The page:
An arpeggiator is an electronic instrument feature which takes played chords and cycles through the notes in sequence at a set rate. This modification will add a arpeggiator/sequencer function to your Werkstatt by adding an Arduino micro controller and manipulating minimal code.
1 x 10kΩ resistor
1 x 2.2µF capacitor
1 x Arduino Microcontroller
1 x Breadboard
For this mod we will be using an Arduino Uno micro controller. The Arduino is based around the ATMEL series of micro processor IC's, and is a very versatile tool across multiple disciplines. Refer to Figure 1 for a closer look at the exact digital and analog I/O configuration for the Arduino. For more information regarding the Arduino please visit arduino.cc
First we need to create a low pass filter for our Arduino. Even though the Arduino features a function named analogWrite, it is not really able to send a true analog signal. Instead the Arduino sends a PWM (Pulse Width Modulation) signal, and emulates an analog voltage change by changing the duty cycle.
The analogWrite function takes an input value from 0-255 and sends a 5V+ signal with a duty cycle corresponding to the input value. Although this technique may work for LED's and other components, we will need to filter our signal to achieve a true analog signal for our Werkstatt. A simple RC filter with one 10kΩ resistor and one 2.2μF capacitor will do the trick. We will be sending our filtered signal from our Arduino into the Werkstatt's VCO EXP IN. Observe Figure 1 for exact jumper connections. This modification will require us to share ground between the Werkstat and the Arduino as well as the RC filter. Ground can be pulled from any screw terminal.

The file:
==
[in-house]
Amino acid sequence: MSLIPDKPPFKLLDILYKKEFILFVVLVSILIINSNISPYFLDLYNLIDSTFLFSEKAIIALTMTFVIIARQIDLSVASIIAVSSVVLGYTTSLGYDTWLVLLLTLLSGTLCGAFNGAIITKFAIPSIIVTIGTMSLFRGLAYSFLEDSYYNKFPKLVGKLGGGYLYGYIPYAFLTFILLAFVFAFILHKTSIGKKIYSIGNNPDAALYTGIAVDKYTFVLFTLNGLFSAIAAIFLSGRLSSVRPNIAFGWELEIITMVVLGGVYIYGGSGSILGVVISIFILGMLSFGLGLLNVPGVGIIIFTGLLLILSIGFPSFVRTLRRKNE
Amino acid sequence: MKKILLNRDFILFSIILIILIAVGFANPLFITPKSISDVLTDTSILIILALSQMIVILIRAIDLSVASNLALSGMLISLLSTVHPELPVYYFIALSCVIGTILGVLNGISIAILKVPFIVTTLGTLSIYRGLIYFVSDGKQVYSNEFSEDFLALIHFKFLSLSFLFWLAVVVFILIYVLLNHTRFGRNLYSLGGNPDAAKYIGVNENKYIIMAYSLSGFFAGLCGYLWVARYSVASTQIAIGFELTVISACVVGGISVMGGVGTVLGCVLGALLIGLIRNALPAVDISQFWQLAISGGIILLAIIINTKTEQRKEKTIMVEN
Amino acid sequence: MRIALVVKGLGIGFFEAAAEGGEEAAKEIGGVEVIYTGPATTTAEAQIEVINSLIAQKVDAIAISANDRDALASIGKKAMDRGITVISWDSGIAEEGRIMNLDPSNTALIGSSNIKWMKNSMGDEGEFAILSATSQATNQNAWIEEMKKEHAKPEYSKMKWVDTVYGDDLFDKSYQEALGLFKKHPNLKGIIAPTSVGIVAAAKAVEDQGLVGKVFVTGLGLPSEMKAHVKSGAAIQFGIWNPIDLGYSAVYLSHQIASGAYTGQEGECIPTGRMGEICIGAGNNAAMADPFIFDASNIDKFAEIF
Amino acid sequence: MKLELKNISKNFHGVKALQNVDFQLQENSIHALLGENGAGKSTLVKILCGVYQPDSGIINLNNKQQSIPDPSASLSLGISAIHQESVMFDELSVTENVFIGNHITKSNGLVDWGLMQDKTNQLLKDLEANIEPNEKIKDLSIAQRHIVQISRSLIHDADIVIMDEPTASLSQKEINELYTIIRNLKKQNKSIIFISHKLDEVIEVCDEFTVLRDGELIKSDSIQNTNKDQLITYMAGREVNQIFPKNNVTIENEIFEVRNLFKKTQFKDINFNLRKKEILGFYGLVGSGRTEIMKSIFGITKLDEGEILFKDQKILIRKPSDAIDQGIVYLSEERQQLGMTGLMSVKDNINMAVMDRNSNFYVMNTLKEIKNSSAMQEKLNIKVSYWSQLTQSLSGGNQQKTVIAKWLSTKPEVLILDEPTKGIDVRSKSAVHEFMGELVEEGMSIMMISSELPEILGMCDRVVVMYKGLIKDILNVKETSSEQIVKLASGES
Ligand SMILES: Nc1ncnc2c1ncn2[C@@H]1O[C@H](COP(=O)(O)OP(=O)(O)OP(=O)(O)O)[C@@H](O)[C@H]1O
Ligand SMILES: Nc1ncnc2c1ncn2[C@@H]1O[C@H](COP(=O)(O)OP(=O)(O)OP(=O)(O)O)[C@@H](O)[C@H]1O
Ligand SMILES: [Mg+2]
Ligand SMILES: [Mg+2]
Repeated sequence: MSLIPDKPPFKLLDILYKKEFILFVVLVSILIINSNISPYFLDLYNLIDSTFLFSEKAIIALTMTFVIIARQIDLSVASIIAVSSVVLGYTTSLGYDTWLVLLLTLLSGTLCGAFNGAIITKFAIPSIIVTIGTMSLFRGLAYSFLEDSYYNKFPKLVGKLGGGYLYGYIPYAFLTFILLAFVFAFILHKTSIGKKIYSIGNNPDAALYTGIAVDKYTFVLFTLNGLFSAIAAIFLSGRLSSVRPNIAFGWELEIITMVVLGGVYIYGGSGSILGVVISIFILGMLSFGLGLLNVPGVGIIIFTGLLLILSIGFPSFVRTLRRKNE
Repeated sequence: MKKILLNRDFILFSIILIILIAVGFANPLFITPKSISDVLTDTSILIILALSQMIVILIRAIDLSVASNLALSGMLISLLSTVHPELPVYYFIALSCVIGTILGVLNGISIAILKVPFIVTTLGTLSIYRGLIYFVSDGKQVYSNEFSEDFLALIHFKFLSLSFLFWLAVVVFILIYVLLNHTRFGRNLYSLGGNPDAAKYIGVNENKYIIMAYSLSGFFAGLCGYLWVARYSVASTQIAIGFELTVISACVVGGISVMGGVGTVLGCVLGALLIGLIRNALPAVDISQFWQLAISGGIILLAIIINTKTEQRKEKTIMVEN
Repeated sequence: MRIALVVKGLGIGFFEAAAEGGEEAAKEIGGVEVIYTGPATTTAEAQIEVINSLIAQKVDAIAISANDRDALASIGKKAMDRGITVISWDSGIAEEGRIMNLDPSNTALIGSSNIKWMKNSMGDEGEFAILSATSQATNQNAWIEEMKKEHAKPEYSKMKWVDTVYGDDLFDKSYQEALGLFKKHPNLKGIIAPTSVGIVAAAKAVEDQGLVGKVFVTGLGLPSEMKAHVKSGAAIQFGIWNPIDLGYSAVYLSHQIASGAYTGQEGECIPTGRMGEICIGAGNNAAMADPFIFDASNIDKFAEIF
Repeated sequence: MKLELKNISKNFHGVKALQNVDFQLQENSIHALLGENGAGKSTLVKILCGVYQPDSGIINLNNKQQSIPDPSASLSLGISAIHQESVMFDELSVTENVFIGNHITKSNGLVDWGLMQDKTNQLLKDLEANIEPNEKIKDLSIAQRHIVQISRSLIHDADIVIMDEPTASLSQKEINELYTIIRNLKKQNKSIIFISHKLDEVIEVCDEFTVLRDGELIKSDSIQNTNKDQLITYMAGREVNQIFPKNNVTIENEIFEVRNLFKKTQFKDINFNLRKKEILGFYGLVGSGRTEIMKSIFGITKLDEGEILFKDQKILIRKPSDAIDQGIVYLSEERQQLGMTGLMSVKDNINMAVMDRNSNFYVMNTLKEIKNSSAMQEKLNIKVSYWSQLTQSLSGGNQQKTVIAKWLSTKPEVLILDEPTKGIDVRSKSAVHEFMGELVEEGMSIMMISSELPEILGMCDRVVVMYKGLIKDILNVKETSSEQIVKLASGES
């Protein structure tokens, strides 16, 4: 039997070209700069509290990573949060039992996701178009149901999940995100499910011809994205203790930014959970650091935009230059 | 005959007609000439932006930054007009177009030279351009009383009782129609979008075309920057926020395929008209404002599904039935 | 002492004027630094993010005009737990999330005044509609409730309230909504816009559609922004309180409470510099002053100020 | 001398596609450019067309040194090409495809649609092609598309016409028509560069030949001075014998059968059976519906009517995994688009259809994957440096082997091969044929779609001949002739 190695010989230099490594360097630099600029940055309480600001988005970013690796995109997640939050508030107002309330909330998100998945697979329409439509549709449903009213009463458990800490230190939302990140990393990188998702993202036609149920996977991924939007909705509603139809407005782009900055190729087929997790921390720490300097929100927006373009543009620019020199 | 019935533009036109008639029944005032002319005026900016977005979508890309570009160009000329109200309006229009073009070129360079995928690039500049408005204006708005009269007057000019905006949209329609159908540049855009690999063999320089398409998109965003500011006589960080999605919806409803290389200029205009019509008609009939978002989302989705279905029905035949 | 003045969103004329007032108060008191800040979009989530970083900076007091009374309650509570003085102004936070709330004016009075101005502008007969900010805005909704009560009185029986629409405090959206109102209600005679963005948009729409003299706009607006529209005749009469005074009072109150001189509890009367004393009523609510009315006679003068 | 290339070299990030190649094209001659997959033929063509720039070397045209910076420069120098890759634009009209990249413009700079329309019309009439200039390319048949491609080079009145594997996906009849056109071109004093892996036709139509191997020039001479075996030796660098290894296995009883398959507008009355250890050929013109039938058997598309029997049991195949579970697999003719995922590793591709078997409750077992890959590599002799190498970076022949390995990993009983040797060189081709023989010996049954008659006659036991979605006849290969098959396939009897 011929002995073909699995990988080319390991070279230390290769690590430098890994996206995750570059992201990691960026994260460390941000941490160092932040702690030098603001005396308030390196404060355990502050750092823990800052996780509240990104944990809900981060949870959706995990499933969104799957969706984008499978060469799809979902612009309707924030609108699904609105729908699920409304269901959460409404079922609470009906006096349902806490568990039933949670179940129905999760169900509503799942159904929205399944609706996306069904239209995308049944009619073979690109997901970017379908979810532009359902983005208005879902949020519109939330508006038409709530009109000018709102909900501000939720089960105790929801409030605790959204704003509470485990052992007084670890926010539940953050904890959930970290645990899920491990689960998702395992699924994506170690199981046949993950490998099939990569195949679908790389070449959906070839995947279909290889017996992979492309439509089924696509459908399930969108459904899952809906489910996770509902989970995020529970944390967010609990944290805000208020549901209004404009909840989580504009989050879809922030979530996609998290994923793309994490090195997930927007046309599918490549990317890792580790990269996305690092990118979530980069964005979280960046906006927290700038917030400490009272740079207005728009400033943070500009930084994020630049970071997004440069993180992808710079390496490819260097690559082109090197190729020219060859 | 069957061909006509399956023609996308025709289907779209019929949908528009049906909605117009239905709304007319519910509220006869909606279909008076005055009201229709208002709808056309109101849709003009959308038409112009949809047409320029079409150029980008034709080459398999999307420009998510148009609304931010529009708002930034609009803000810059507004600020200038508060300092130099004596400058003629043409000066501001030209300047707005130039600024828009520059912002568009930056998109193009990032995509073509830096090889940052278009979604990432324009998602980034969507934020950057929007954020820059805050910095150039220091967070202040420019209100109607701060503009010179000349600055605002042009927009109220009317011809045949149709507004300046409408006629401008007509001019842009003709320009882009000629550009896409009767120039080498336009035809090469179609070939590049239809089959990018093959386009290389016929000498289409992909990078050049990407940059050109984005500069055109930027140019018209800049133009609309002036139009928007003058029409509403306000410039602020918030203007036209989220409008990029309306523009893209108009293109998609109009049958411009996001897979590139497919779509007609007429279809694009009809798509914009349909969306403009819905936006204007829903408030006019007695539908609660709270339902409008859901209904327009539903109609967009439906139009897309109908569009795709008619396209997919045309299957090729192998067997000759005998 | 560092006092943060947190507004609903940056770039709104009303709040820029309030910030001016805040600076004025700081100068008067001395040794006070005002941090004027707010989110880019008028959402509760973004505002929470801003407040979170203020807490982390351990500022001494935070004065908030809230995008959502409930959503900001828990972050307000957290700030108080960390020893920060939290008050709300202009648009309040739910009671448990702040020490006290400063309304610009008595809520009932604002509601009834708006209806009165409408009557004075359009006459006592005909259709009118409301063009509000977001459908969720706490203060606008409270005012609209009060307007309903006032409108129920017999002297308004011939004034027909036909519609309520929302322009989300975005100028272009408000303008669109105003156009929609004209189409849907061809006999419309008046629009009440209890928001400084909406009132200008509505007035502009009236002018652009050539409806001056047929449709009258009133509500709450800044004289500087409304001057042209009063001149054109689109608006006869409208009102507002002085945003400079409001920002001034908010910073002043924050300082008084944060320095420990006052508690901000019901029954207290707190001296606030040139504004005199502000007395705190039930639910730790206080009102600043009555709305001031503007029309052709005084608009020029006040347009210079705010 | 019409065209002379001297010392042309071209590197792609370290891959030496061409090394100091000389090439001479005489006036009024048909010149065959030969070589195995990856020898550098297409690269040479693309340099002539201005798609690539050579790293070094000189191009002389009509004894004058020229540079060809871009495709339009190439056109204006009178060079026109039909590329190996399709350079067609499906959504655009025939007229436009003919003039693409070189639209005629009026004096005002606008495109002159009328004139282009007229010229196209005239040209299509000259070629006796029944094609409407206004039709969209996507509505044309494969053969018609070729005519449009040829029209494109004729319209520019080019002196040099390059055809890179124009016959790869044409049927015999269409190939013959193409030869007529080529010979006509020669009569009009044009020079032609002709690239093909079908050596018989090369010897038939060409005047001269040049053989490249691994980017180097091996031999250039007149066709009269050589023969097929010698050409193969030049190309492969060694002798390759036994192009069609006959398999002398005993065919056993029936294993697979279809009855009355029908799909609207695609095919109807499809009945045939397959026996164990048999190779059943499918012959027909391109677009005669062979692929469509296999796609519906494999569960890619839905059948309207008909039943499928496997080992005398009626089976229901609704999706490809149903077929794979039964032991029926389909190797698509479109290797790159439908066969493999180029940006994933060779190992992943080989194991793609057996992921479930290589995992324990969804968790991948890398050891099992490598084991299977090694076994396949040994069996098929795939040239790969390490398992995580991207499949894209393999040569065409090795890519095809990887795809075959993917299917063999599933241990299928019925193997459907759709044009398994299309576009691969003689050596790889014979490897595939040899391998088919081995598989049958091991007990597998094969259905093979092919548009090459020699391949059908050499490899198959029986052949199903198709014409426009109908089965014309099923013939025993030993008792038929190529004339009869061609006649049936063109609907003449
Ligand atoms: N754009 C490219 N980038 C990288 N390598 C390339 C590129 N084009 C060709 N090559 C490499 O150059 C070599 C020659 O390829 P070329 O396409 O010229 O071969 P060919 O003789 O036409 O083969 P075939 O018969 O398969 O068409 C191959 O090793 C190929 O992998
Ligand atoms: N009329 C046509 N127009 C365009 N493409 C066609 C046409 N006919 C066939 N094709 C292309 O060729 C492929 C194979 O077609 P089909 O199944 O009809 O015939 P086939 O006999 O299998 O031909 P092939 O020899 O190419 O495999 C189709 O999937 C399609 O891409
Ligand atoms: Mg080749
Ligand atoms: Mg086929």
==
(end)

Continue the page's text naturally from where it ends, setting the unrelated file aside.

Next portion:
Figure 1. RC filter coming from Arduino to the Werkstatt's VCO EXP IN.
For our arpeggiator we will be using an Arduino to speak to our Werkstatt. Open the file arpeggiator.pde that is included with the Werkstatt Arduino library in the Arduino IDE. Arpeggiator.pde works by cycling through two arrays at the same index. This example file will only need minor editing to be customizable. See figure 2. for a quick view of arpeggiator.pde.
Figure 2. Arpeggiator.pde open in the Arduino IDE.
Before we can reliably use the Arpeggiator.pde sketch for this task we need to tune the VCO EXP IN. There will be a trimmer pot on the Werkstatt that needs to be calibrated when running the stock settings of Arpeggiator.pde . These two values need to be a perfect octave for interval accuracy. Observe Figure 3 for an exact location of the VCO EXP TRIM potentiometer.
Figure 3. VCO EXP TRIM potentiometer located at VR5.
Once all jumpers match Figure 1 press the upload button in the Arduino IDE. You will hear Arpeggiator.pde cycle through two notes, the unison and the octave. Turn the VCO EXP TRIM knob until the octave is in tune. Once these two notes are perfect octaves all other intervals will be matched as well.
Now that we are in tune how do we change the interval of our arpeggiator? We will need to alter the code in two array's to change how our sequencer sounds.
The notes array holds any interval you want to access and is referenced as follows: tonic, minor2nd, major2nd, minor3rd, major3rd, fourth, tritone, fifth, minor6th, major6th, minor7th, major7th, octave. This array c